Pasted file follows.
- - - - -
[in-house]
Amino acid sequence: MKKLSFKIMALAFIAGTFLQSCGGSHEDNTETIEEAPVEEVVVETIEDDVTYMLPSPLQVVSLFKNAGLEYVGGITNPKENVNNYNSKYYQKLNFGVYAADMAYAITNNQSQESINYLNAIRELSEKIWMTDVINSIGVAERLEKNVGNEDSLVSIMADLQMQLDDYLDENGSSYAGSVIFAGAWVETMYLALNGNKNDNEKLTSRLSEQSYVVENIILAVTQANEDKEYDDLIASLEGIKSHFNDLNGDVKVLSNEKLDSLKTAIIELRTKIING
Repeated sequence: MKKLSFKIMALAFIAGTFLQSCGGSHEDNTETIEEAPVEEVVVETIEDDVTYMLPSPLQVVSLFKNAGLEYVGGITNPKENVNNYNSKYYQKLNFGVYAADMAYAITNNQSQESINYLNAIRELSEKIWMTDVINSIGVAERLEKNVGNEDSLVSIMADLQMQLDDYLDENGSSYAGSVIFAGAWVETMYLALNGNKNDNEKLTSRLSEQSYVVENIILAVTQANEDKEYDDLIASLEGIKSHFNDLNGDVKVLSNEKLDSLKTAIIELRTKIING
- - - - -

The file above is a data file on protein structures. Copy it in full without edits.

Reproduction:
[in-house]
Amino acid sequence: MKKLSFKIMALAFIAGTFLQSCGGSHEDNTETIEEAPVEEVVVETIEDDVTYMLPSPLQVVSLFKNAGLEYVGGITNPKENVNNYNSKYYQKLNFGVYAADMAYAITNNQSQESINYLNAIRELSEKIWMTDVINSIGVAERLEKNVGNEDSLVSIMADLQMQLDDYLDENGSSYAGSVIFAGAWVETMYLALNGNKNDNEKLTSRLSEQSYVVENIILAVTQANEDKEYDDLIASLEGIKSHFNDLNGDVKVLSNEKLDSLKTAIIELRTKIING
Repeated sequence: MKKLSFKIMALAFIAGTFLQSCGGSHEDNTETIEEAPVEEVVVETIEDDVTYMLPSPLQVVSLFKNAGLEYVGGITNPKENVNNYNSKYYQKLNFGVYAADMAYAITNNQSQESINYLNAIRELSEKIWMTDVINSIGVAERLEKNVGNEDSLVSIMADLQMQLDDYLDENGSSYAGSVIFAGAWVETMYLALNGNKNDNEKLTSRLSEQSYVVENIILAVTQANEDKEYDDLIASLEGIKSHFNDLNGDVKVLSNEKLDSLKTAIIELRTKIING